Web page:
The Myth of the Poisonous Poinsettia

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If you're anything like me you're trying extra hard to wait and celebrate Christmas AFTER Thanksgiving, but boy is it hard!  I LOVE everything about Christmas: decorating the tree, figuring out the perfect gift to make my loved ones smile, singing along to my favorite Christmas music, and the general atmosphere of warmth and goodwill that most people are radiating that manifests itself in a variety of beautiful and heartwarming ways.  Another symbol of Christmas for me is the sight of the thousands of poinsettias that my father grows.  For me, Christmas would just not be complete without this plant which has decorated my home and my heart for my entire life.  

One thing I've been saddened to hear as this season approaches is the myth of the poisonous poinsettia.  Many of you have probably met my 6 year old Jack Russell Terrier, Stella, on a visit to Plant and See, and if you have, you know that she is my baby.  Having said that, there is no one who understands the concern for pets more than I (After seeing a recent report on the danger of Xylitol I immediately called my fiance and demanded that he throw away the chewing gum in his car for fear that our other baby, a red heeler/Australian Cattle Dog, would get into it).  I'm here to tell you the good news!! No one should have to miss out on the beauty of a poinsettia during Christmas!

Poinsettias are NOT poisonous!

Scientists have been researching this for decades, and every study has the same result: Poinsettias, while certainly not considered edible, are not poisonous despite this widespread myth.  Ingestion may cause a stomachache and related symptoms (if a high amount is ingested) but they will not cause fatalities in your pet (or your child for that matter!).  The American Veterinary Medical Association does not include poinsettias on it's list of plants that are a threat to animals and the American Association of Poison Control Centers found that out of 22,793 cases of ingestion in humans, no toxicity was found.  This is not to say that I would ever intentionally let my pet or child eat poinsettias, but that if this were to happen while you are turned away, when you look back to see the mistake, simply correct it and move on with your day, without fear.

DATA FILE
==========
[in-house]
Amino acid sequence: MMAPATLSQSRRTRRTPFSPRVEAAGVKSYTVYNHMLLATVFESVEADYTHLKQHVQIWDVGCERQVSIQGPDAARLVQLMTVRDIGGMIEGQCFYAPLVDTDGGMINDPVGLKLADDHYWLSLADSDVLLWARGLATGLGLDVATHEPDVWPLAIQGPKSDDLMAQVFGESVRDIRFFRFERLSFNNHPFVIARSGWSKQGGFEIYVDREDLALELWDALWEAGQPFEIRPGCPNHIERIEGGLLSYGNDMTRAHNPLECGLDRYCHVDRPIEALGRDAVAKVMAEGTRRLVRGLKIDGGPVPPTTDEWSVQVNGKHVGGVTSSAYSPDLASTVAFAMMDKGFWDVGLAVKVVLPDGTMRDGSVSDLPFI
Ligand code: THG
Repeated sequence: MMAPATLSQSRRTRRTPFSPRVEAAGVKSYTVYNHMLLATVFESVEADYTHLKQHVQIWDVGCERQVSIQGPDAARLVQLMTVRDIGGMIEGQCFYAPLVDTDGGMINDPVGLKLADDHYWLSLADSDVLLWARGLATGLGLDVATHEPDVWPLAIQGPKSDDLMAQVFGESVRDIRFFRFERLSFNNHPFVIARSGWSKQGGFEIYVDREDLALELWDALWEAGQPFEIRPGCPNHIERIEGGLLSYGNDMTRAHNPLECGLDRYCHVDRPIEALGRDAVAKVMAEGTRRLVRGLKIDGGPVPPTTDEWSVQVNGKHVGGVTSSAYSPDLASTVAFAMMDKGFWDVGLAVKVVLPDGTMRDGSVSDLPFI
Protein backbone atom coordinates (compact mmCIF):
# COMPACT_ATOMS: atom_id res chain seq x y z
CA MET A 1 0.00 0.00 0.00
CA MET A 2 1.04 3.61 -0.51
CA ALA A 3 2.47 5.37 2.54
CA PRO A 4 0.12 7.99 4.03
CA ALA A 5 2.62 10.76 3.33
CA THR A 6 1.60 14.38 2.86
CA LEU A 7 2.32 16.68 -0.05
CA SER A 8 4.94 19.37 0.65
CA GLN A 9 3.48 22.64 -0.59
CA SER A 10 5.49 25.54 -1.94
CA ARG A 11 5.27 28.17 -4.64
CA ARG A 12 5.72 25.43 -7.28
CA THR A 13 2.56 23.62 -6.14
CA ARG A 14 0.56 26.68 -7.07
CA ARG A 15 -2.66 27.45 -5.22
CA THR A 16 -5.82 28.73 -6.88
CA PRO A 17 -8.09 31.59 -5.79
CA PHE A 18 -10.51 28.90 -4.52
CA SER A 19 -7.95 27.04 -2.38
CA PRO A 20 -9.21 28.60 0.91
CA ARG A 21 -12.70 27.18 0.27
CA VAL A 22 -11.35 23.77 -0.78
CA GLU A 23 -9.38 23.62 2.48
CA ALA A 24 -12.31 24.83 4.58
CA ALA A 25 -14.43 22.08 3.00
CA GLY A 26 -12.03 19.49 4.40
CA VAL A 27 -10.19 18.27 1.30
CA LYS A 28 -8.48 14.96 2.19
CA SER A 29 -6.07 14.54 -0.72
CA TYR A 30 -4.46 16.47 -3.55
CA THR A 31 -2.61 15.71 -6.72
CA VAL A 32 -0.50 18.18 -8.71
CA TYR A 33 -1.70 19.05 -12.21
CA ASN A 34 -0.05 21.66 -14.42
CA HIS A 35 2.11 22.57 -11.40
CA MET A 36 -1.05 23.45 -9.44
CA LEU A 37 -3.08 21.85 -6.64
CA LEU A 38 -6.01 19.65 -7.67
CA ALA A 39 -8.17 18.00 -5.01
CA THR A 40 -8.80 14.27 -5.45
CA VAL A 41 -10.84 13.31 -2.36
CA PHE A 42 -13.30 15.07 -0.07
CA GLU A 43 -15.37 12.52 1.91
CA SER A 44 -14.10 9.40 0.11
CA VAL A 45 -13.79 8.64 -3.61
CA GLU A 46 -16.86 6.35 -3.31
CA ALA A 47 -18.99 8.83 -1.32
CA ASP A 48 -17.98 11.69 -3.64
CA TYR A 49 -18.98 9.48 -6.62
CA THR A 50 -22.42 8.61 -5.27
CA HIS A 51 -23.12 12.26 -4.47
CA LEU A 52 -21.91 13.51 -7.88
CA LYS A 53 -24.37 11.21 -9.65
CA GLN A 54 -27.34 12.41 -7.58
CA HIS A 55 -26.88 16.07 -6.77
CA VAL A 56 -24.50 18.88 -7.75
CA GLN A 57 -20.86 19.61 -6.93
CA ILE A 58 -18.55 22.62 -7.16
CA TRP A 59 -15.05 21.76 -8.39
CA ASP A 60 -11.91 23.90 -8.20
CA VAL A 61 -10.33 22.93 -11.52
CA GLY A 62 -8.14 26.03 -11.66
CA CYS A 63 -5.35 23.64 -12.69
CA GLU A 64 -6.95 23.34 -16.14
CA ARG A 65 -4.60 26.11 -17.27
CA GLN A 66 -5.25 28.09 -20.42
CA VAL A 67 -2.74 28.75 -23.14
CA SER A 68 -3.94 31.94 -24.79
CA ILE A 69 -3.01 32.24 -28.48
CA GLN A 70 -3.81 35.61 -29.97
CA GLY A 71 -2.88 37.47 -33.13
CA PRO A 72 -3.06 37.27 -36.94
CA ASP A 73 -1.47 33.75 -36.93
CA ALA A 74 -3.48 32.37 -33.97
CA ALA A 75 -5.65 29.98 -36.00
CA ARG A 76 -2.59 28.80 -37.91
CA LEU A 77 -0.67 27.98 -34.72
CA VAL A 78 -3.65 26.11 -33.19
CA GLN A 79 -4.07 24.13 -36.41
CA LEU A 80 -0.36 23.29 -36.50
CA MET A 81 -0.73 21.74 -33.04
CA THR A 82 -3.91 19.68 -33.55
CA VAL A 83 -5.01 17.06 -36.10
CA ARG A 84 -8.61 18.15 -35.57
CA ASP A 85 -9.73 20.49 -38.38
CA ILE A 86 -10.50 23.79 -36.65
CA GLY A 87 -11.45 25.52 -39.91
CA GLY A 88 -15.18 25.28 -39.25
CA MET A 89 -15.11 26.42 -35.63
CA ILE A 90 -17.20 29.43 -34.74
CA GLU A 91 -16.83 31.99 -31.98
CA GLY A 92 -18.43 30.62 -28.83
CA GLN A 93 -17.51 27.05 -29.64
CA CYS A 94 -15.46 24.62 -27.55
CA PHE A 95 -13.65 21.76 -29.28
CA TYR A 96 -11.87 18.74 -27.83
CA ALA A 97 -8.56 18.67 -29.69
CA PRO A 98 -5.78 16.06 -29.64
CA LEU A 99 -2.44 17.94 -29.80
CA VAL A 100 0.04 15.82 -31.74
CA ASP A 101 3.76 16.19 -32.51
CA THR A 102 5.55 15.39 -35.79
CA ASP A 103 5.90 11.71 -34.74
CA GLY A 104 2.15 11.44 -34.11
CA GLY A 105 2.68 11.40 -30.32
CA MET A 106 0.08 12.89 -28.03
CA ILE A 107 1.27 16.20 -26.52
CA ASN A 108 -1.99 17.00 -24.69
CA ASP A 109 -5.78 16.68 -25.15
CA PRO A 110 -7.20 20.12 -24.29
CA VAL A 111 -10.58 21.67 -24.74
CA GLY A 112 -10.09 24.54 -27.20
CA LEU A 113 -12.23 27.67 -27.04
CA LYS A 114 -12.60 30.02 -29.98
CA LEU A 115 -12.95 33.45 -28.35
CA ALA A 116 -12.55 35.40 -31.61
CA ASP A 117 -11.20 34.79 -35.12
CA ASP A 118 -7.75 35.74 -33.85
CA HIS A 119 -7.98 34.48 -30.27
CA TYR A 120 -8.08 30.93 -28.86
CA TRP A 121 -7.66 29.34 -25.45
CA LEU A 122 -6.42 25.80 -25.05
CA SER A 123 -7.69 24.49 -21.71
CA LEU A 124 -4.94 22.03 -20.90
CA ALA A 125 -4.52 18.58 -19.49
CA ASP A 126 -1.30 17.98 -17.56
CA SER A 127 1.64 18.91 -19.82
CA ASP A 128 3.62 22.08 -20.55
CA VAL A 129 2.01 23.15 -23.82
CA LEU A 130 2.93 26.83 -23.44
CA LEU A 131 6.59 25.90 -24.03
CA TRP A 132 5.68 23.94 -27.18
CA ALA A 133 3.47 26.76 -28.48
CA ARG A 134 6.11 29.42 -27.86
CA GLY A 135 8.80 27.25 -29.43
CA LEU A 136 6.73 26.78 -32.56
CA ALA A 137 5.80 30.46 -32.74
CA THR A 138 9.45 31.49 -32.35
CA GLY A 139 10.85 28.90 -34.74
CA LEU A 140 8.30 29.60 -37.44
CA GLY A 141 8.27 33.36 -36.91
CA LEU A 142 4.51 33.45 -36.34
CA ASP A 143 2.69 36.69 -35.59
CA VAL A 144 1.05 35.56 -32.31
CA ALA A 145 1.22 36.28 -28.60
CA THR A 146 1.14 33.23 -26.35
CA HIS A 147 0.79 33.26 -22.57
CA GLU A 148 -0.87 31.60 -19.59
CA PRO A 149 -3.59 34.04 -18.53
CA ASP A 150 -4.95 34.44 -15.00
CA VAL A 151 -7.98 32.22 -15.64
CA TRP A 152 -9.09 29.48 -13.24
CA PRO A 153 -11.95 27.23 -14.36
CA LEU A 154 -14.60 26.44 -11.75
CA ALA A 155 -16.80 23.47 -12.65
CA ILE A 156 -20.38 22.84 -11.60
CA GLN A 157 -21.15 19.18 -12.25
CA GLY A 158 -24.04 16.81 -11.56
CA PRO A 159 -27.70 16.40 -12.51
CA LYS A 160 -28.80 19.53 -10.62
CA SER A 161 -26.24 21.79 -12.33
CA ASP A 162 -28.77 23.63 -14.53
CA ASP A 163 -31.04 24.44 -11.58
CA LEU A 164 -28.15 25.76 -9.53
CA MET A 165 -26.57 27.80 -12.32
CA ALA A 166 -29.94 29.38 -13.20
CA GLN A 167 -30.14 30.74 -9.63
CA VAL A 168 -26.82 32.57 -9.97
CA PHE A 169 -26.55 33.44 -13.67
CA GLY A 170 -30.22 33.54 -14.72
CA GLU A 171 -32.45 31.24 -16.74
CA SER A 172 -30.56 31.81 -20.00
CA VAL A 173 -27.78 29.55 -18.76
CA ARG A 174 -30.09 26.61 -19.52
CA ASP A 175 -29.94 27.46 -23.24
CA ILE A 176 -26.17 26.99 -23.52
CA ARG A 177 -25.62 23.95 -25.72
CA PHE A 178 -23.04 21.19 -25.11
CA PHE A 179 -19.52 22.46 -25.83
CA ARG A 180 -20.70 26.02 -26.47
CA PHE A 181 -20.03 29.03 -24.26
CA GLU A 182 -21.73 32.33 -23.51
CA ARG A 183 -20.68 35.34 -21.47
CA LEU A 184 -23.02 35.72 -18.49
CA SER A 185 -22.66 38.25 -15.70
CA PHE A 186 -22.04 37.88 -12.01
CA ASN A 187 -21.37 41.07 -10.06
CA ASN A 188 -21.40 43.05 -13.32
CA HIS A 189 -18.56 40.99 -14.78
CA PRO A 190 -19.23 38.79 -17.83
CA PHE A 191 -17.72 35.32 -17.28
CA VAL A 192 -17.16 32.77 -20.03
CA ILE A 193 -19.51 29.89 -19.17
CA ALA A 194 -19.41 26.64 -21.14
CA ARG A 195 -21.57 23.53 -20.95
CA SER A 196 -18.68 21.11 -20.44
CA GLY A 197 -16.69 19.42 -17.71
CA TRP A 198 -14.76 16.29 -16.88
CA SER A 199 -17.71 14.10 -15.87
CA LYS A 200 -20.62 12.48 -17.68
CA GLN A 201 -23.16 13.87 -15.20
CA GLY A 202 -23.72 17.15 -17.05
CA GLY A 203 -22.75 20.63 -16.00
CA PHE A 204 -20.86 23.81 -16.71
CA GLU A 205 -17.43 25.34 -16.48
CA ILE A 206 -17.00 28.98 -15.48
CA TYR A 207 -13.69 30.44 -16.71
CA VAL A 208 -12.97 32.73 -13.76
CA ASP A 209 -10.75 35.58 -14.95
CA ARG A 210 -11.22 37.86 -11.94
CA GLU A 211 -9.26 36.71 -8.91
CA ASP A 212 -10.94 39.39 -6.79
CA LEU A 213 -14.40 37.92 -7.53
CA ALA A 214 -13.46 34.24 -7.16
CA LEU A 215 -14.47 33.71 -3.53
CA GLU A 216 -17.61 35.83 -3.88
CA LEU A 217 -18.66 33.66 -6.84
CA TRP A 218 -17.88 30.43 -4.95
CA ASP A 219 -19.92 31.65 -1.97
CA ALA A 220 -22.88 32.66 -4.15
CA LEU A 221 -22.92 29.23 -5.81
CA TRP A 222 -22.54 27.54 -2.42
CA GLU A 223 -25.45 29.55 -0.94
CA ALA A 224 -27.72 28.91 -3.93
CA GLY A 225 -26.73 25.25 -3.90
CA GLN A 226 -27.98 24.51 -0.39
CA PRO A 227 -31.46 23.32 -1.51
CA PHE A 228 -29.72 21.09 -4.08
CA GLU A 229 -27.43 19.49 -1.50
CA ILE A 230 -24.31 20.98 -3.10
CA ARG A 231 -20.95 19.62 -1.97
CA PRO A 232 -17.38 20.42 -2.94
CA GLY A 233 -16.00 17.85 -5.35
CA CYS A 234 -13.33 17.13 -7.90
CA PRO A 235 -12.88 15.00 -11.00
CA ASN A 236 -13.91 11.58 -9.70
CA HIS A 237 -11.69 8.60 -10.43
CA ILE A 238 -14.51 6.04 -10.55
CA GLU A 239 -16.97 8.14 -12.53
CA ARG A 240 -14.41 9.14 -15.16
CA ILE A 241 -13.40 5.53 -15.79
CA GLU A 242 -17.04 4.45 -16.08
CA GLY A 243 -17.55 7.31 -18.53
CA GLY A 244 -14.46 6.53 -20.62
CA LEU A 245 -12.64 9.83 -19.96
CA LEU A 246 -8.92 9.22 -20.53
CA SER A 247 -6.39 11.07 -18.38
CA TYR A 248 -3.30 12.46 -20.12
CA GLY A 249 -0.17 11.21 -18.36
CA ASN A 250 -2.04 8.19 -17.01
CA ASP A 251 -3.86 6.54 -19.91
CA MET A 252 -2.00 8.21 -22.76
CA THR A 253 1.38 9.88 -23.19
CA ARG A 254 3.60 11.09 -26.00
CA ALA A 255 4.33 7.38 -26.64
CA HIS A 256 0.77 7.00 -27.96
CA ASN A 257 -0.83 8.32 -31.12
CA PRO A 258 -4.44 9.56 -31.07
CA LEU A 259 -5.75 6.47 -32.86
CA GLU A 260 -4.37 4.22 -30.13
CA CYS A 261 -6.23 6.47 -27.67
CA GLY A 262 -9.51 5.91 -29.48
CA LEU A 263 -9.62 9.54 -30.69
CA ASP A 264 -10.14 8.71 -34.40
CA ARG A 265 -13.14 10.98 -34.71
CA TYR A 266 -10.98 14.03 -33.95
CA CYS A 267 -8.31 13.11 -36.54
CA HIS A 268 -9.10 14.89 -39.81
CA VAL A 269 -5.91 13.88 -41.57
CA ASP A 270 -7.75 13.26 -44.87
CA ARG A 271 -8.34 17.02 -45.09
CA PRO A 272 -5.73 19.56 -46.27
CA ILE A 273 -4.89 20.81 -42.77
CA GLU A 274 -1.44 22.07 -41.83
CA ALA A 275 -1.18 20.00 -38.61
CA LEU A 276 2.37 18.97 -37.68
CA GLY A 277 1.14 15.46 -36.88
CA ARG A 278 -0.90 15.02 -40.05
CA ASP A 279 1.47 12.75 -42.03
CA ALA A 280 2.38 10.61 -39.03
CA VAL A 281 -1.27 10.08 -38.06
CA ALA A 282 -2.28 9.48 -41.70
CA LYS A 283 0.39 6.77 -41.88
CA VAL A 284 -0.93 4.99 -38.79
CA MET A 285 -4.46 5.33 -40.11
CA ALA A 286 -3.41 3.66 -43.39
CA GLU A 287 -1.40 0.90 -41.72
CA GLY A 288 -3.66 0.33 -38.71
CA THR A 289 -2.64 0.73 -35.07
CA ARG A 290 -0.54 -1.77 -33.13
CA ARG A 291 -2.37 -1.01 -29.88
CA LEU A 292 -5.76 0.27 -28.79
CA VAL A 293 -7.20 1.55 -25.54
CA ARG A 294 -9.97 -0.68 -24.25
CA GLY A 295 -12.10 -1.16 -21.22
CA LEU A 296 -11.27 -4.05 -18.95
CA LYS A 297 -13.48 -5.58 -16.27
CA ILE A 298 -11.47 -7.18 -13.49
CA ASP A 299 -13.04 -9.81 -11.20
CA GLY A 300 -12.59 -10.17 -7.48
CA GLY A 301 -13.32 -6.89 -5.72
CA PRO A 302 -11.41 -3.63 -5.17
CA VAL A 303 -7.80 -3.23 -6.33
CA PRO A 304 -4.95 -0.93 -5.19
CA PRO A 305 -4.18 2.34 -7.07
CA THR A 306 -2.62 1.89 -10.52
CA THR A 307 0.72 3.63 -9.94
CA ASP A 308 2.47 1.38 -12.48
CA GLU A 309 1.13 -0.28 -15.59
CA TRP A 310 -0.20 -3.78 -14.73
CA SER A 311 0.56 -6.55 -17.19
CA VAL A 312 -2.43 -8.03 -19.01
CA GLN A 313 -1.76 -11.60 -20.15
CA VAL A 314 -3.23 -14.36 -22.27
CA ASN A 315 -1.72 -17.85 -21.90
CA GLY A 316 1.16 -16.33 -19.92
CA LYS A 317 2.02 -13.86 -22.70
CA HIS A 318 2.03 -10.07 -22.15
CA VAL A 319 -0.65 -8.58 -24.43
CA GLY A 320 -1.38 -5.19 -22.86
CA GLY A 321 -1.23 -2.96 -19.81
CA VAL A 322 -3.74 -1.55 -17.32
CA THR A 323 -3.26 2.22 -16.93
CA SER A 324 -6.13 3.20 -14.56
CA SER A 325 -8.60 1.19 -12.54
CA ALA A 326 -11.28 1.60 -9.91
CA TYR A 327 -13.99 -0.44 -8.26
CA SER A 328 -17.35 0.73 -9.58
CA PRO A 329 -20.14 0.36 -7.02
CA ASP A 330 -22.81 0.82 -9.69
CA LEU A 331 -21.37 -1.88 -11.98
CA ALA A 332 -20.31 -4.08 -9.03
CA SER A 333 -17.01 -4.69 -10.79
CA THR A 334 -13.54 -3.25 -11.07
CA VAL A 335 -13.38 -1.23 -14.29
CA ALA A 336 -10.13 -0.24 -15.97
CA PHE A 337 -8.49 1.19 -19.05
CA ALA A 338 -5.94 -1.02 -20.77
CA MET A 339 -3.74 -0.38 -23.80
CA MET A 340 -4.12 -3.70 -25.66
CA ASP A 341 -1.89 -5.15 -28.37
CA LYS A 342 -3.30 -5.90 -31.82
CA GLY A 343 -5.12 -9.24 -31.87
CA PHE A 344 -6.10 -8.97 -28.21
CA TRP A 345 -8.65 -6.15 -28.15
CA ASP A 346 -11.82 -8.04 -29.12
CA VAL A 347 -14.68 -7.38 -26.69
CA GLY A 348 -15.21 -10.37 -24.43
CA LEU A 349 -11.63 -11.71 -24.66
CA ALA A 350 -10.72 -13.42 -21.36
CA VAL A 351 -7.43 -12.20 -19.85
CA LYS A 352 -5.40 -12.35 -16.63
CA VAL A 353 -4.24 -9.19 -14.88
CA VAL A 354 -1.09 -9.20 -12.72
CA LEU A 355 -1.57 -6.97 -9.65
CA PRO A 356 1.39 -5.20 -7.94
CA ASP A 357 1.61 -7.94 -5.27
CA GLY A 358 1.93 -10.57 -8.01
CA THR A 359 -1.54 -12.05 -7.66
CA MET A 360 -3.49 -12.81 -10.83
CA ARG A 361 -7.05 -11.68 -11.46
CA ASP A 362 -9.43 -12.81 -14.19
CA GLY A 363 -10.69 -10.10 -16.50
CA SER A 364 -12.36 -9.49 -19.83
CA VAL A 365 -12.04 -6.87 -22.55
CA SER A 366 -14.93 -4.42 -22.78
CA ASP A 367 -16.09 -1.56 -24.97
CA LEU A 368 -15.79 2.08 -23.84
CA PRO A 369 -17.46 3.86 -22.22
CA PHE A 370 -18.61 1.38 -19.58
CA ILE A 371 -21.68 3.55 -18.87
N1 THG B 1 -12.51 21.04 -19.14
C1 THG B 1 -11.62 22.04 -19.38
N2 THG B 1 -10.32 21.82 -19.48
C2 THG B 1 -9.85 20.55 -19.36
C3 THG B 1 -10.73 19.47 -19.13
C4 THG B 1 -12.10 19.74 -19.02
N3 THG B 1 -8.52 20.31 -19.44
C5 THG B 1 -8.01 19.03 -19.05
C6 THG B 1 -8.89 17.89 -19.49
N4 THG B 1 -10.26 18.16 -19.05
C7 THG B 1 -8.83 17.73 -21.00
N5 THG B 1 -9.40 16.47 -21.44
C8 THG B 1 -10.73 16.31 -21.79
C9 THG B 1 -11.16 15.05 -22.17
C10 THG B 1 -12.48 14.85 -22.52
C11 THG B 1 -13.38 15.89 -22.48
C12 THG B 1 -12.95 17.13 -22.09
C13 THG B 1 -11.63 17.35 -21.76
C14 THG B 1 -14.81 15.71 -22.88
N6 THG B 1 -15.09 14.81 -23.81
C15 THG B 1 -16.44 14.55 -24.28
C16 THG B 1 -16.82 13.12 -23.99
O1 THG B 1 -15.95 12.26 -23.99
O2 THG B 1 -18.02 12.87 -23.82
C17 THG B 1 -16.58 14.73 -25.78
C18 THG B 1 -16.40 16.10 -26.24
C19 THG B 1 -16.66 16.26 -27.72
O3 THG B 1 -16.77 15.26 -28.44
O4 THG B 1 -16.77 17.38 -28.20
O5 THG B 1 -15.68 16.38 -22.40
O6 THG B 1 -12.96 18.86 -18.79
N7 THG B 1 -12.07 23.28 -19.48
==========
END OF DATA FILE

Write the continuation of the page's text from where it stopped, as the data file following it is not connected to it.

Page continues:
Now,  if my calculations are correct, we can get to decorating in exactly 1 week! (Or earlier, if you want, because why delay your happiness, really!) 

And just in case you're questioning my scientific credentials, here is a link with more information and a list of scientific sources: http://aggie-horticulture.tamu.edu/newsletters/hortupdate/hortupdate_archives/2003/nov03/No.html

Happy Thanksgiving, ya'll!

Lindsay